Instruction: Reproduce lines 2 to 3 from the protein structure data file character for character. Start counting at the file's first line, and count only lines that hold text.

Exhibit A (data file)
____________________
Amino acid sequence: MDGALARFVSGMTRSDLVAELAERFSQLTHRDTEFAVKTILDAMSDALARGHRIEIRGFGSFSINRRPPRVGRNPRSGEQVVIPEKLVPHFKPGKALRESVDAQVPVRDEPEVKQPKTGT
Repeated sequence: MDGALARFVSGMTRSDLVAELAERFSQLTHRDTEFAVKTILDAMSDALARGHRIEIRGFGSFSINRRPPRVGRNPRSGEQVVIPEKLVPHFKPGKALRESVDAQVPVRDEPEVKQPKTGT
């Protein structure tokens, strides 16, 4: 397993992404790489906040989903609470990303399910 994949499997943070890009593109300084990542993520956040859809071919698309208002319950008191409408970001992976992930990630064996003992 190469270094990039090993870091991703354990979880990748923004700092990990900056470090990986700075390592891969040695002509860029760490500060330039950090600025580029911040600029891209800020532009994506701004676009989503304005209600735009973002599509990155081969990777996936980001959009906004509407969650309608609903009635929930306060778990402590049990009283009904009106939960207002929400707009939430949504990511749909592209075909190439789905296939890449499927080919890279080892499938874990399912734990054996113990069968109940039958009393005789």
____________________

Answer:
Repeated sequence: MDGALARFVSGMTRSDLVAELAERFSQLTHRDTEFAVKTILDAMSDALARGHRIEIRGFGSFSINRRPPRVGRNPRSGEQVVIPEKLVPHFKPGKALRESVDAQVPVRDEPEVKQPKTGT
């Protein structure tokens, strides 16, 4: 397993992404790489906040989903609470990303399910 994949499997943070890009593109300084990542993520956040859809071919698309208002319950008191409408970001992976992930990630064996003992 190469270094990039090993870091991703354990979880990748923004700092990990900056470090990986700075390592891969040695002509860029760490500060330039950090600025580029911040600029891209800020532009994506701004676009989503304005209600735009973002599509990155081969990777996936980001959009906004509407969650309608609903009635929930306060778990402590049990009283009904009106939960207002929400707009939430949504990511749909592209075909190439789905296939890449499927080919890279080892499938874990399912734990054996113990069968109940039958009393005789």